A camping site in Paso Robles that supplied tents, food and security for homeless individuals will be shutting down November 1, and city officials are working on finding a solution to house individuals ahead of the winter season.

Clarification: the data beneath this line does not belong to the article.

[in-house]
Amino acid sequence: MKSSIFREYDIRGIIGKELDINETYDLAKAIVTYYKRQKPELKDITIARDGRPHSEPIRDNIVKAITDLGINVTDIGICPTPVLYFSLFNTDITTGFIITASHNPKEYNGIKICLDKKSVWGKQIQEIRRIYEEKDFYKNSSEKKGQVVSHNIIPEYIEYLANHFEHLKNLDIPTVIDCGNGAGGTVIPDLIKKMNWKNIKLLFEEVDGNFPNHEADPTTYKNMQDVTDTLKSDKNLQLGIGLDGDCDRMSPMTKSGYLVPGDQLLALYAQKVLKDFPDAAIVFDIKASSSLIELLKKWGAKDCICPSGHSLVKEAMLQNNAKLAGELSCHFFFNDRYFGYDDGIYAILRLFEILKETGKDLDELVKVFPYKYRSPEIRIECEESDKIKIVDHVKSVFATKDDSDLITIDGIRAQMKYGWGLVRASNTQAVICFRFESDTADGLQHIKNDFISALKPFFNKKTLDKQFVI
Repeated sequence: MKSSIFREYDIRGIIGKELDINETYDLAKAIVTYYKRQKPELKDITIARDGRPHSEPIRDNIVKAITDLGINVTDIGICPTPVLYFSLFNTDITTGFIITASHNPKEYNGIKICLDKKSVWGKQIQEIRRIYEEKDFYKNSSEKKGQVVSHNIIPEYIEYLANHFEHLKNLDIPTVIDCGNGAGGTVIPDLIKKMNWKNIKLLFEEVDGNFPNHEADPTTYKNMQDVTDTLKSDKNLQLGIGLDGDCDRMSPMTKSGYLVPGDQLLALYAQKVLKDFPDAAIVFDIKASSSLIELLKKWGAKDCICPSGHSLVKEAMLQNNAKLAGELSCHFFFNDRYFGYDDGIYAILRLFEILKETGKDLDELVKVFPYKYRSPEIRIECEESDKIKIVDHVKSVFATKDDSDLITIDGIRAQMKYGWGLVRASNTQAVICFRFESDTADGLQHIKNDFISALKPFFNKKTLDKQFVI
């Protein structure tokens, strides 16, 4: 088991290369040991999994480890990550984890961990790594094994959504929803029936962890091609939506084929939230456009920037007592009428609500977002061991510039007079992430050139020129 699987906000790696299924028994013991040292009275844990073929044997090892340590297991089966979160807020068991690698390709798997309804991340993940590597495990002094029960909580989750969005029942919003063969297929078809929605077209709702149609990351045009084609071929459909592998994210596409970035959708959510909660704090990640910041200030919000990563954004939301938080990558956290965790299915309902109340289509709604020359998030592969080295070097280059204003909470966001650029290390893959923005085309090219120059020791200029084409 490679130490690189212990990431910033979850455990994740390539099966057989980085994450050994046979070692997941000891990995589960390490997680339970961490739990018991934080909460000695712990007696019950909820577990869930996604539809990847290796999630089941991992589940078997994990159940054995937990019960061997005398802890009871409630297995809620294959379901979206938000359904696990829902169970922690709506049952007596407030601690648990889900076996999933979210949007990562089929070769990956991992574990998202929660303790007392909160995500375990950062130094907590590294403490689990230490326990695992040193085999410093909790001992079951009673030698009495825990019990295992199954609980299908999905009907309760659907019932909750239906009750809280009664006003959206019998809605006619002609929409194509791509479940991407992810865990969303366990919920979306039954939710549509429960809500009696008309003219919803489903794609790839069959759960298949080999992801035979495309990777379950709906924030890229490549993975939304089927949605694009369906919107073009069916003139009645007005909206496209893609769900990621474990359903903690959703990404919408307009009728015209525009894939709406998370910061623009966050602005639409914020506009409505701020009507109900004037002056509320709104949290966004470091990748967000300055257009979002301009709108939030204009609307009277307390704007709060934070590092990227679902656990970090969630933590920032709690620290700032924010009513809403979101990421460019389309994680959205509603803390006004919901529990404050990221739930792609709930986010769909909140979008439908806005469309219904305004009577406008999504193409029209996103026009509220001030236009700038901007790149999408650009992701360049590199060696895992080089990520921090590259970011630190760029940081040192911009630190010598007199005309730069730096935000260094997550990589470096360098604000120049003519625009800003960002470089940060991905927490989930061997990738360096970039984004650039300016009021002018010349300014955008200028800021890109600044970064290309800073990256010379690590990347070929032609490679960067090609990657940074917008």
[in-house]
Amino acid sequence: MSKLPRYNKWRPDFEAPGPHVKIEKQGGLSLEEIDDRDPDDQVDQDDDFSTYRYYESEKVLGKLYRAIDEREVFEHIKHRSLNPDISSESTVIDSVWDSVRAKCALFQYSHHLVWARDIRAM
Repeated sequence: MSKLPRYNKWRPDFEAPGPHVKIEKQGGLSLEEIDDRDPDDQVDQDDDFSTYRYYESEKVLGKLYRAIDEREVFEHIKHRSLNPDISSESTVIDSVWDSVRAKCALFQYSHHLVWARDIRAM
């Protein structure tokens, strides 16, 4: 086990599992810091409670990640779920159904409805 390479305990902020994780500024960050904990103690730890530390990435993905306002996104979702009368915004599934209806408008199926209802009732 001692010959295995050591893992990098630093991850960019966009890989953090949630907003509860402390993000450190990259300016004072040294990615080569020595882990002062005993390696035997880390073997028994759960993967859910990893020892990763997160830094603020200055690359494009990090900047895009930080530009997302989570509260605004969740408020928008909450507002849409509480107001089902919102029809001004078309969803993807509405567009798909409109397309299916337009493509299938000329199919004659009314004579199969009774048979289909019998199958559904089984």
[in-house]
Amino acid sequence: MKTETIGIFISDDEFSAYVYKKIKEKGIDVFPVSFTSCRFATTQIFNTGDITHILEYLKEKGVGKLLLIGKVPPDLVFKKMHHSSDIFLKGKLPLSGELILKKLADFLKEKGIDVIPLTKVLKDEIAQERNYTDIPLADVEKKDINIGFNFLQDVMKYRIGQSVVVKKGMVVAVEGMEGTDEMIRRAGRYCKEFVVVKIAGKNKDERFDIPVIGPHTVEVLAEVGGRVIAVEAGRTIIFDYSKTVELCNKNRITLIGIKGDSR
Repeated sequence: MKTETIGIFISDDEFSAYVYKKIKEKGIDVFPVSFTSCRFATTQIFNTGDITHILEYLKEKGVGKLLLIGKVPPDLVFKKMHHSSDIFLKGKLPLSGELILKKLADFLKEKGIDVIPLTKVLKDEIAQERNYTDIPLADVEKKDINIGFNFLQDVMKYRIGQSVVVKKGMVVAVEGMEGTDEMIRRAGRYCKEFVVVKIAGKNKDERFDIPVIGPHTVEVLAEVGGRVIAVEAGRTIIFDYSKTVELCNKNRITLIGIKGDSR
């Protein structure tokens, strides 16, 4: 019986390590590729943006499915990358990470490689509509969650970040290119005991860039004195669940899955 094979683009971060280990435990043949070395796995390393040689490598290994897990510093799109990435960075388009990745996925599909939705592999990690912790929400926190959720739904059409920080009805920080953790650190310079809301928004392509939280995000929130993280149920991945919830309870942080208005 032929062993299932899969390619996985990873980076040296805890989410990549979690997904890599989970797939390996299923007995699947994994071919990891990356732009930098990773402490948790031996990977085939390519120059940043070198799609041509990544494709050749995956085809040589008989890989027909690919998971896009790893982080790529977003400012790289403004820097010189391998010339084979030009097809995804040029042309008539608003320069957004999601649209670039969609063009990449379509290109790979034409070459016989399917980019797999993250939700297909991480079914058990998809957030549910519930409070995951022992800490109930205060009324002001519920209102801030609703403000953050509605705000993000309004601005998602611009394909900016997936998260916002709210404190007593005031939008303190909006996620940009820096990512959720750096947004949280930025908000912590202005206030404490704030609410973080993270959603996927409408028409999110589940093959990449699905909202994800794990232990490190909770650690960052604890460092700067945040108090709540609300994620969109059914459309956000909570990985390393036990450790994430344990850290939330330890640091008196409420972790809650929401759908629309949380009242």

In August, the city of Paso Robles opened Borkey Flats, a campsite to help relocate individuals living in the Salinas river bed. The site, costing $20,000 a month to operate, will now be dismantled ahead of the rainy season. “Borkey flats was always intended to be a temporary emergency encampment,” said Julie Dahlen, Paso Robles’ community services director. Dahlen said Borkey Flats is located on a flood plain, and the coming rainy season means the city has to find a safer alternative. She also said the site also wasn’t used as expected: out of the two hundred-plus homeless individuals in the Paso Robles, not many were taking advantage of the site. “In the largest attendance," Dahlen said. "We were maybe ten to 12 people a night.” Dahlen said the city is now working with nonprofits ECHO and Paso Cares to find space for an indoor emergency shelter. “Paso Robles definitely has a significant challenge ahead," Dahlen said. "It’s going to take the entire community and north county region to tackle this problem.” Wendy Lewis, ECHO Homeless Shelter president, said original plans to build a long term shelter on Sulphur Springs Road was recently nixed. “Due to a Caltrans need for an underpass, the cost kind of went out of the scope," Lewis said. "We thought we were really close and then that happened, then COVID hit and then unfortunately, the city had to— because of budget cuts—step back at that point.” Lewis said the organization is working hard trying to find another space. “The toughest piece of our work is finding a location that fits all the different pieces, in order to provide either an emergency shelter or either a long term permanent shelter," Lewis said. On October 6, the Paso Robles city council also tightened an ordinance to discourage people from living in the river bed, given the risk of wildfires and swift water rescues that have occured. At the meeting, Daniel Manahan, who currently lives in the riverbed, said he felt like the homeless are constantly being treated as a nuisance. “There’s nobody down here who isn’t trying to get their life on track," Manahan said. "And yet we are considered a thorn in the side. I don’t understand.” Paso Robles officials say they are working to help find a solution before the winter season.